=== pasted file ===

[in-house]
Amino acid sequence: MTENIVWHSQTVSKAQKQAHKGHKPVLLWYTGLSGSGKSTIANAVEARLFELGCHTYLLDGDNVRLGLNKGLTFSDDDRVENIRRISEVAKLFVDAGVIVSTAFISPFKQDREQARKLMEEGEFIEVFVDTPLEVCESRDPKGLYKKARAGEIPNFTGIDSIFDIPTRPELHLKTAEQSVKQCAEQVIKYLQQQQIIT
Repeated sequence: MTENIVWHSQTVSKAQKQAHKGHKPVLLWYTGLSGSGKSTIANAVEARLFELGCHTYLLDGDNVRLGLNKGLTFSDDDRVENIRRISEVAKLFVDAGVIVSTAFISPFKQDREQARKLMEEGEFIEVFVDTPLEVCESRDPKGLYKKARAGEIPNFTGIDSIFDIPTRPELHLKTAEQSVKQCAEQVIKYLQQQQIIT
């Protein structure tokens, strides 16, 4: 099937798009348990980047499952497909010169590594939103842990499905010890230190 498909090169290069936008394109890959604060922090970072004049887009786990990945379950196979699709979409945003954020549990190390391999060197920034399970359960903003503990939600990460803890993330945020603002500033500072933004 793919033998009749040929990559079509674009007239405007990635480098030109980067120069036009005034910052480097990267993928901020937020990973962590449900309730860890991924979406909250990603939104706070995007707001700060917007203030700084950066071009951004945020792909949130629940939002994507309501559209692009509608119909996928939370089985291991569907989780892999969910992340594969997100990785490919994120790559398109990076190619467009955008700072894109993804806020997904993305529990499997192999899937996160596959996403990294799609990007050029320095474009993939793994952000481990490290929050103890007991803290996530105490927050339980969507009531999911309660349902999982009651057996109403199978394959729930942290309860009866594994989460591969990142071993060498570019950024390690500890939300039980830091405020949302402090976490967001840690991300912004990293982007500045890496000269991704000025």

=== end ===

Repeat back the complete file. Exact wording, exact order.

[in-house]
Amino acid sequence: MTENIVWHSQTVSKAQKQAHKGHKPVLLWYTGLSGSGKSTIANAVEARLFELGCHTYLLDGDNVRLGLNKGLTFSDDDRVENIRRISEVAKLFVDAGVIVSTAFISPFKQDREQARKLMEEGEFIEVFVDTPLEVCESRDPKGLYKKARAGEIPNFTGIDSIFDIPTRPELHLKTAEQSVKQCAEQVIKYLQQQQIIT
Repeated sequence: MTENIVWHSQTVSKAQKQAHKGHKPVLLWYTGLSGSGKSTIANAVEARLFELGCHTYLLDGDNVRLGLNKGLTFSDDDRVENIRRISEVAKLFVDAGVIVSTAFISPFKQDREQARKLMEEGEFIEVFVDTPLEVCESRDPKGLYKKARAGEIPNFTGIDSIFDIPTRPELHLKTAEQSVKQCAEQVIKYLQQQQIIT
């Protein structure tokens, strides 16, 4: 099937798009348990980047499952497909010169590594939103842990499905010890230190 498909090169290069936008394109890959604060922090970072004049887009786990990945379950196979699709979409945003954020549990190390391999060197920034399970359960903003503990939600990460803890993330945020603002500033500072933004 793919033998009749040929990559079509674009007239405007990635480098030109980067120069036009005034910052480097990267993928901020937020990973962590449900309730860890991924979406909250990603939104706070995007707001700060917007203030700084950066071009951004945020792909949130629940939002994507309501559209692009509608119909996928939370089985291991569907989780892999969910992340594969997100990785490919994120790559398109990076190619467009955008700072894109993804806020997904993305529990499997192999899937996160596959996403990294799609990007050029320095474009993939793994952000481990490290929050103890007991803290996530105490927050339980969507009531999911309660349902999982009651057996109403199978394959729930942290309860009866594994989460591969990142071993060498570019950024390690500890939300039980830091405020949302402090976490967001840690991300912004990293982007500045890496000269991704000025």